With novel data modeling, Tandon team predict effects of waning vaccine immunity against COVID-19
To date, approximately 42.6% of the world and 63.8% of the U.S. have taken at least one dose of a vaccine for the virus that causes COVID-19, while 30.8% and 54.5%, respectively, are fully vaccinated.
There is growing indication that the immunity provided by these vaccines wanes over time; and that third-dose booster shots would restore the original protection and enhance people’s immunity against the most recent variants, including the Delta variant. As many countries, including the U.S., launch revaccination campaigns, insight into the short-term roll-out of booster shots is needed.
A team from NYU Tandon including Maurizio Porfiri, Institute Professor at NYU Tandon, Agnieszka Truszkowska, a postdoctoral researcher, Zhong-Ping Jiang, professor of electrical and computer engineering, and Alessandro Rizzo, visiting professor of mechanical and aerospace engineering, with national and international collaborators (Sachit Butail of Northern Illinois University, Emanuele Caroppo of Azienda Sanitaria Locale Roma 2, and Lorenzo Zino at the University of Groningen) are developing a systematic study of the effectiveness of a re-vaccination campaign in the upcoming 2021–2022 fall/winter season, considering as key factors the rate of administration of booster shots, the spread of the Delta variant, and the population coverage of testing policies implemented during this phase.
Results of their study indicate the need to quickly begin the vaccination campaign and keep vaccinating at a fast speed to combat the effects of waning immunity and perform robust testing programs. In fact, the team found that low testing efficacy may lead to a disastrous increase in both infections and deaths, irrespective of vaccination efforts of any intensity.
“We explore two parameter ranges,” said Porfiri. “One is the rate at which you administer the booster shot to people, and the other is the rate at which you test and trace.” He explained that the research also takes into account that a large number of people choose not to be vaccinated. “So you have this fine balance, you have this interplay, between resistance of the population, and the need to revaccinate the people that have lost their immunity from the first vaccines.”
The researchers employed a high-resolution agent-based model (ABM), which faithfully provides a one-to-one digital reproduction of a real, medium-sized U.S. town. As a test case, they simulated COVID-19 spreading in the town of New Rochelle, NY — a line of inquiry-based on previous work by the researchers modeling the initial spread of COVID-19, and the effects of reopening during the initial wave of vaccinations. Those findings cast doubt on the virtues of prioritizing vaccination of high-risk individuals as a way to lower deaths from COVID-19, and that significant improvements could only be obtained by vaccinating a large fraction of the town population.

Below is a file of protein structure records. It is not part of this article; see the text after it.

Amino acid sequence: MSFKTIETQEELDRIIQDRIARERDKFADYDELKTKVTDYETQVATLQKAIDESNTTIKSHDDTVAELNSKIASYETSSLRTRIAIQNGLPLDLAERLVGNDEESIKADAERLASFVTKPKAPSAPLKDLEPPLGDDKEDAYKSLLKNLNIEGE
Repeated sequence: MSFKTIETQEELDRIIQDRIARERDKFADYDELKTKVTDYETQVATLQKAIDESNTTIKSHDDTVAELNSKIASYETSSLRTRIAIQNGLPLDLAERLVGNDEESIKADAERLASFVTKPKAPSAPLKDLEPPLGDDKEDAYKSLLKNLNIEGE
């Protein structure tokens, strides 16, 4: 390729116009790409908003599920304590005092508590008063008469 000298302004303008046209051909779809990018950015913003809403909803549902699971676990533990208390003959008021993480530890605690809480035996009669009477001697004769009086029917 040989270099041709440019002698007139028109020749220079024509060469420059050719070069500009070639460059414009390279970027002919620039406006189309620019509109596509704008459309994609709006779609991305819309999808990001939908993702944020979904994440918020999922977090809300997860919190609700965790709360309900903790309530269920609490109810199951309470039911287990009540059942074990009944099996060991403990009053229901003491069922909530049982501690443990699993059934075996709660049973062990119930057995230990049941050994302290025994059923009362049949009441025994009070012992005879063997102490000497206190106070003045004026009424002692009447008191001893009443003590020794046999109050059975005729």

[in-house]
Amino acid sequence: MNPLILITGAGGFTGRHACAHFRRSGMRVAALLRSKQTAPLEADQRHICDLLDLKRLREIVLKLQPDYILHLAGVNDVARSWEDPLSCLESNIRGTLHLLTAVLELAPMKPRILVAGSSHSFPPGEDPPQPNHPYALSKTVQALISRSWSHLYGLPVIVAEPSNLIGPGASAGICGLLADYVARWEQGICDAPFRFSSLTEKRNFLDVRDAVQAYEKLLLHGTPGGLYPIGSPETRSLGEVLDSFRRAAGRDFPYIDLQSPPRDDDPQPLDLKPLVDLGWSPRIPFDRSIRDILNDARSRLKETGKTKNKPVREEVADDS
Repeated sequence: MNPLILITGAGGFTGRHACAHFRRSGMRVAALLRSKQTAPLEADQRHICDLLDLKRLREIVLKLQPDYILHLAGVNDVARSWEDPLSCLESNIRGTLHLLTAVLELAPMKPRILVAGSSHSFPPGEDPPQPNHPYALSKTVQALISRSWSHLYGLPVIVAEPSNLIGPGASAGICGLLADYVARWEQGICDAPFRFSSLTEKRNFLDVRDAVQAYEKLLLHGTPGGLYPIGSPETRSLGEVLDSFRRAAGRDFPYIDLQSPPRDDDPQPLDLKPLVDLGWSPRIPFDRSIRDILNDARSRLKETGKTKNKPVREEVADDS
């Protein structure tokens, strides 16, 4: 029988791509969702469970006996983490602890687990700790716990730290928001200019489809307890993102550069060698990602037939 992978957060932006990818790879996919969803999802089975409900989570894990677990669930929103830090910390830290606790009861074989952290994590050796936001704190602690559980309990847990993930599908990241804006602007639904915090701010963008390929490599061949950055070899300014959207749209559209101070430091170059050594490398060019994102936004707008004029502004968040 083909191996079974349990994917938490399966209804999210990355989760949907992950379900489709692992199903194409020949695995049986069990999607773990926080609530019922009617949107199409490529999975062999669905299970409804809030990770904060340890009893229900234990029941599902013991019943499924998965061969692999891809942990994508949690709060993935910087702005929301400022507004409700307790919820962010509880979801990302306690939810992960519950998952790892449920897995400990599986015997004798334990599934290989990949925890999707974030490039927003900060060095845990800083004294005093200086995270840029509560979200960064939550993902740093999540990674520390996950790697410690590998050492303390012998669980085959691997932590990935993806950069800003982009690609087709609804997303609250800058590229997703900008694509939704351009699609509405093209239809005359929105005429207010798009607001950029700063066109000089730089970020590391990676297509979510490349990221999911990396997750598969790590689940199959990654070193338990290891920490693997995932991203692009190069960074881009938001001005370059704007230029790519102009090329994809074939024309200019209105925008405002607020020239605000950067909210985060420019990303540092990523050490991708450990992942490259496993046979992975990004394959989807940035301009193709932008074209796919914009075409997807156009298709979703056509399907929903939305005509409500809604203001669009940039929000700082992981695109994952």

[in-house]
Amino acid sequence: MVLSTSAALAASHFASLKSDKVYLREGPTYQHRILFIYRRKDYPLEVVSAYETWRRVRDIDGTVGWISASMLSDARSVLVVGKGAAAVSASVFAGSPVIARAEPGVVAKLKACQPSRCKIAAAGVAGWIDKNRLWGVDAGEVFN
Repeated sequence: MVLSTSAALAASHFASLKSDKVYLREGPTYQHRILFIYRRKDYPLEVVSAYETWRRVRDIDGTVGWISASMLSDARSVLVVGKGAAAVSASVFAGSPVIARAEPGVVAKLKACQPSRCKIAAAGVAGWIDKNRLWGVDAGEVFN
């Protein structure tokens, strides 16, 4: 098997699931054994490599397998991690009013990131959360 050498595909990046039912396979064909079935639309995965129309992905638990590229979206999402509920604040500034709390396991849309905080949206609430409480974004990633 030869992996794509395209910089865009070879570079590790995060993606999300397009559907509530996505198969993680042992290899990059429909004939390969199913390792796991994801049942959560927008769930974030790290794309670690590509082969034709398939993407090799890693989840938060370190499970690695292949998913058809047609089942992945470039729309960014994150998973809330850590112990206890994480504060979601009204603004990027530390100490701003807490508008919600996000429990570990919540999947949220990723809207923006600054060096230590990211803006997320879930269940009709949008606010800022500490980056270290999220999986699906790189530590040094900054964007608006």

The new model goes a step further, taking into account the predominant Delta variant, booster shot campaigns, and co-existence of three vaccines (Johnson&Johnson, Pfizer, and Moderna), providing different levels of protection over time.
“The mechanism we used is identical to that of the first study,” said Rizzo, “We assume that the number of people that live in New Rochelle hasn't changed dramatically, that people work and go to school at the same places, and so on. The structures of the city, and movements of the citizens — whatever is related to census, mobility and activity — remains the same. But we changed the clinical parameters taking into account variables like the spread of the Delta variant, the employment of contact tracing, waning vaccine immunity, and the availability of booster shots.”
The study suggests that a booster shot campaign should be performed at a fast pace, involving at least one percent of the population per day (the double of the peak vaccination rate during spring 2021), to have effect on curbing the count of cases and casualties. At the same time, highly-effective testing and tracing campaigns should be carried out. Indeed, the combination of the current vaccination rate (below 0.5%) and a low-efficacy testing campaign would lead to a case and death toll comparable with those experienced during the first wave.
While the researchers ultimately agree that a booster campaign would be beneficial, the benefits pale in comparison to proper testing, contact tracing and quarantining when appropriate.
Research by Maurizio Porfiri et al finds stark differences in the number of COVID-19 infections between a) a hypothetical circumstance in which at least one percent of the population per day receives vaccine boosters (green line), and b) the actual vaccination rate in September 2021, in New Rochelle, NY (red line).